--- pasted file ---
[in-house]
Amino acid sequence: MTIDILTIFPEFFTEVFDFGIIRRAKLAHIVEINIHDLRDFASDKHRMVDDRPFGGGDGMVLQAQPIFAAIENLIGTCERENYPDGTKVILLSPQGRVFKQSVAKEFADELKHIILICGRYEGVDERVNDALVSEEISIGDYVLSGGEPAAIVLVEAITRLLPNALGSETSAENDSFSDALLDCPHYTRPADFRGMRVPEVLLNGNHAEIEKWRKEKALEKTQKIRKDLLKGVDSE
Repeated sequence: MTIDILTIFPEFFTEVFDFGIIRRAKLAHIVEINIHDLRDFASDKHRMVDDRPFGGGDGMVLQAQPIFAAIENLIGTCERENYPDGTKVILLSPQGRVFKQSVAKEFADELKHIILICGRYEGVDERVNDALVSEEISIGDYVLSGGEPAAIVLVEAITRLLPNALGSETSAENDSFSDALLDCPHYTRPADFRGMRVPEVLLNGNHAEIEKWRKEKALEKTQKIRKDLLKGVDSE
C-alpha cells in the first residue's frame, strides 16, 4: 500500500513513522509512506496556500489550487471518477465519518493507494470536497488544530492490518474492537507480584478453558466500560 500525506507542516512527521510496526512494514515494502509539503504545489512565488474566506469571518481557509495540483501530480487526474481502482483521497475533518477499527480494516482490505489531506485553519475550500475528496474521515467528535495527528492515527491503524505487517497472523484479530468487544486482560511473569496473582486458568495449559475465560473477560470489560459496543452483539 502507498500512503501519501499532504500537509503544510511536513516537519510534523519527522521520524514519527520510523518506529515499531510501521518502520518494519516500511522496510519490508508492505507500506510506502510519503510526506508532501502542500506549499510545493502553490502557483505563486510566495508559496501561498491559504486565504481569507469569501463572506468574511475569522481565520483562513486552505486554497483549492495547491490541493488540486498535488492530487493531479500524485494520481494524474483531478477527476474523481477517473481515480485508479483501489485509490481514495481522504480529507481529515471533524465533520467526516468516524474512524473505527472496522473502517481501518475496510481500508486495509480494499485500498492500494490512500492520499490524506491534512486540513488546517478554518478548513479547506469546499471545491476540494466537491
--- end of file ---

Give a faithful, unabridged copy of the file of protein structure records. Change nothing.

[in-house]
Amino acid sequence: MTIDILTIFPEFFTEVFDFGIIRRAKLAHIVEINIHDLRDFASDKHRMVDDRPFGGGDGMVLQAQPIFAAIENLIGTCERENYPDGTKVILLSPQGRVFKQSVAKEFADELKHIILICGRYEGVDERVNDALVSEEISIGDYVLSGGEPAAIVLVEAITRLLPNALGSETSAENDSFSDALLDCPHYTRPADFRGMRVPEVLLNGNHAEIEKWRKEKALEKTQKIRKDLLKGVDSE
Repeated sequence: MTIDILTIFPEFFTEVFDFGIIRRAKLAHIVEINIHDLRDFASDKHRMVDDRPFGGGDGMVLQAQPIFAAIENLIGTCERENYPDGTKVILLSPQGRVFKQSVAKEFADELKHIILICGRYEGVDERVNDALVSEEISIGDYVLSGGEPAAIVLVEAITRLLPNALGSETSAENDSFSDALLDCPHYTRPADFRGMRVPEVLLNGNHAEIEKWRKEKALEKTQKIRKDLLKGVDSE
C-alpha cells in the first residue's frame, strides 16, 4: 500500500513513522509512506496556500489550487471518477465519518493507494470536497488544530492490518474492537507480584478453558466500560 500525506507542516512527521510496526512494514515494502509539503504545489512565488474566506469571518481557509495540483501530480487526474481502482483521497475533518477499527480494516482490505489531506485553519475550500475528496474521515467528535495527528492515527491503524505487517497472523484479530468487544486482560511473569496473582486458568495449559475465560473477560470489560459496543452483539 502507498500512503501519501499532504500537509503544510511536513516537519510534523519527522521520524514519527520510523518506529515499531510501521518502520518494519516500511522496510519490508508492505507500506510506502510519503510526506508532501502542500506549499510545493502553490502557483505563486510566495508559496501561498491559504486565504481569507469569501463572506468574511475569522481565520483562513486552505486554497483549492495547491490541493488540486498535488492530487493531479500524485494520481494524474483531478477527476474523481477517473481515480485508479483501489485509490481514495481522504480529507481529515471533524465533520467526516468516524474512524473505527472496522473502517481501518475496510481500508486495509480494499485500498492500494490512500492520499490524506491534512486540513488546517478554518478548513479547506469546499471545491476540494466537491